Teachers do calculate the average score from tests, but then nothing serious is done with it. Even when the average score is close to the pass mark little statistical comment is made about the glaring problem that this represents. For example, if the average and the pass mark are the same and the population is normally distributed around the average, this means that 50% of the students fail. Can it be considered acceptable for 50% of the candidates to fail an end-of-the-year examination or even worse an end-of-the-course examination?

In fact at our college the last third-year UoE exam failed 80% of the students. Now you would think that a statistically-minded person would immediately start asking questions about validity of the exam. Construct validity – did the items set test the points intended to be tested? Course validity – did the items tested figure in the course syllabus? Is there a proper tie-up between the course syllabus and the test specifications (if the latter exist at all)? Did the distribution of correct responses discriminate between the weak and strong candidates? Were the items either too easy [not in this case] or too difficult? Is there any objective reference to competence standards built into the teaching programme? To ask just a few relevant questions.

I would love to hear that other institutions do use statistical analysis of exam data and look at the variance between different exam sittings using the same exam or different ones, but I wonder if small institutes can ever bring together the required expertese to carry out such work either before the exam goes live or afterwards. It would be great to conduct a poll on this matter to try to assess the use of statistics in the analysis of exam data at as many institutes as possible.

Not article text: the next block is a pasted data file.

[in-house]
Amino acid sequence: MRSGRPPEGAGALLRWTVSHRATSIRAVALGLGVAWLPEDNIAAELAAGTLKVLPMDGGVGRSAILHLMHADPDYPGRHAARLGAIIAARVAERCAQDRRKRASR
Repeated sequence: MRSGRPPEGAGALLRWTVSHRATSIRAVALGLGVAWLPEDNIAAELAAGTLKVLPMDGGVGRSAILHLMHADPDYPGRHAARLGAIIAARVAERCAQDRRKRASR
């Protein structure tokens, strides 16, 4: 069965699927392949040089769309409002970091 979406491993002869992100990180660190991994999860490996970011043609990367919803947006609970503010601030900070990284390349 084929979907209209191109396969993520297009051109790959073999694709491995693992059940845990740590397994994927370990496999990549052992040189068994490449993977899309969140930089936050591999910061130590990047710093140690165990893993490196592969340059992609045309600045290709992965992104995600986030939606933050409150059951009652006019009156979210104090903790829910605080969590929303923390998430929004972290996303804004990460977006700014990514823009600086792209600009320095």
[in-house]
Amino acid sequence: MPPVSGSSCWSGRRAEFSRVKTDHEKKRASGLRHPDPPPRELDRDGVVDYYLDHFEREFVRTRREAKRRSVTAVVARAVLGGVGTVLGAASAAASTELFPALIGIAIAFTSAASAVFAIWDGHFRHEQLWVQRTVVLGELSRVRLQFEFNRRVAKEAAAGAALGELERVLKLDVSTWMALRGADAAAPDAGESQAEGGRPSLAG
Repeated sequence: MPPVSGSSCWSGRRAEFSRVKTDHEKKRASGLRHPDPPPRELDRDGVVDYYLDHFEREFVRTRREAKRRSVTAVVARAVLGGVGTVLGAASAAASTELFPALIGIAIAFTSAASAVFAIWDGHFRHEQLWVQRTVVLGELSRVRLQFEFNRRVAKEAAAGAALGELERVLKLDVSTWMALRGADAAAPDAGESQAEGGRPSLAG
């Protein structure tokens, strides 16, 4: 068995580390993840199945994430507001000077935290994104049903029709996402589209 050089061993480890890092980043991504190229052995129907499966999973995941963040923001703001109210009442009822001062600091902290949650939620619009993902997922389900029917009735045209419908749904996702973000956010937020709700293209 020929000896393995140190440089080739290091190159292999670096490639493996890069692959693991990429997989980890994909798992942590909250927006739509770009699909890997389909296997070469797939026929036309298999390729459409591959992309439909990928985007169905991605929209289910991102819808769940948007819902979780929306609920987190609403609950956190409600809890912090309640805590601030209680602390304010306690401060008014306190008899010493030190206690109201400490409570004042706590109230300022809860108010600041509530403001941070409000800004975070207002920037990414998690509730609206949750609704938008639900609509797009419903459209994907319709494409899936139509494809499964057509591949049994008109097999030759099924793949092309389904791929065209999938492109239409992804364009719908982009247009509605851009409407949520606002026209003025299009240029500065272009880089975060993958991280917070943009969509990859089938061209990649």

My own experience inclines me to believe that exams are in fact not so much an educational evaluation of the work being done as a policy instrument to give face validity to the programme. As such one does not need to worry about the quality of the exam since one can adjust the results before publication. Or in the case of my institute the exam can be repeated by order from above until the teachers get the message.

I do not like the cynical manipulation of exam data, so having good quality statistical information and quality control of all documents involved in the course would be the start to a reevaluation of the course and teaching methods. By accurate assessment at the beginning of a course it should be possible to predict the level students could get to after a given number of teaching hours, taking into account the realities of life. By keeping proper statistical records over a few years one would accumulate powerful information. This is what insurance companies do to calculate their premiums.